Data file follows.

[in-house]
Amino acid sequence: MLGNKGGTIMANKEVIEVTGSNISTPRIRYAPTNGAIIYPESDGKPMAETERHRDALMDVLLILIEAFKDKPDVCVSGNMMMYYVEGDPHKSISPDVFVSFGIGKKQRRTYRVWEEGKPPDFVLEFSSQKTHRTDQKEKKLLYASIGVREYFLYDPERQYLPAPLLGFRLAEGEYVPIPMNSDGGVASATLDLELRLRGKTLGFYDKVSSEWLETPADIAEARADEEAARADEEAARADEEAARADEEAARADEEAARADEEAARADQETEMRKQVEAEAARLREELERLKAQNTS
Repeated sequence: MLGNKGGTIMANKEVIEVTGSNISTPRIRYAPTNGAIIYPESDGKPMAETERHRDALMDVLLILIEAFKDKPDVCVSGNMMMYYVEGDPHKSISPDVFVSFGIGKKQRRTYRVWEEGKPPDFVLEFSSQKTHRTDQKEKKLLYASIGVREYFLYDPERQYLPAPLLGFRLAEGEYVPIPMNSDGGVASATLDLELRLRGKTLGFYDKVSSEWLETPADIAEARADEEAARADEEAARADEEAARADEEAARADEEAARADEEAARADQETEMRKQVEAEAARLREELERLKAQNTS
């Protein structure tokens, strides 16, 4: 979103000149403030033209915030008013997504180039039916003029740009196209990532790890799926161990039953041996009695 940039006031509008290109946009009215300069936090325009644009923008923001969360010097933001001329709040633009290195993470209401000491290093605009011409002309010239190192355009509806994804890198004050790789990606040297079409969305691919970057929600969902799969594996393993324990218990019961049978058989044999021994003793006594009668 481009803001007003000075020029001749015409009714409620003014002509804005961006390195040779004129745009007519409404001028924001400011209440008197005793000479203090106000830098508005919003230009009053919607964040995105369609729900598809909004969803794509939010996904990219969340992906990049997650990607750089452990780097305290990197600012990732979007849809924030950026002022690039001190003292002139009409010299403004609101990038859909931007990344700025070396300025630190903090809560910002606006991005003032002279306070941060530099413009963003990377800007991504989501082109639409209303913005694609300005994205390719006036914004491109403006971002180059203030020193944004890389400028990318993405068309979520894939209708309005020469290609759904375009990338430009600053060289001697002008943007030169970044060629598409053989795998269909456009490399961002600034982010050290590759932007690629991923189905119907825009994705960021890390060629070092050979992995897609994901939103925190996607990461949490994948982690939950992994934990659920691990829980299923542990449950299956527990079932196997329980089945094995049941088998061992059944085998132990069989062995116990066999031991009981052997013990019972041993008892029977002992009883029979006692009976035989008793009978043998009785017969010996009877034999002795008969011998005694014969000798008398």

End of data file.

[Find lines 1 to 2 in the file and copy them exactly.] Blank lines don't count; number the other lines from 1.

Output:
[in-house]
Amino acid sequence: MLGNKGGTIMANKEVIEVTGSNISTPRIRYAPTNGAIIYPESDGKPMAETERHRDALMDVLLILIEAFKDKPDVCVSGNMMMYYVEGDPHKSISPDVFVSFGIGKKQRRTYRVWEEGKPPDFVLEFSSQKTHRTDQKEKKLLYASIGVREYFLYDPERQYLPAPLLGFRLAEGEYVPIPMNSDGGVASATLDLELRLRGKTLGFYDKVSSEWLETPADIAEARADEEAARADEEAARADEEAARADEEAARADEEAARADEEAARADQETEMRKQVEAEAARLREELERLKAQNTS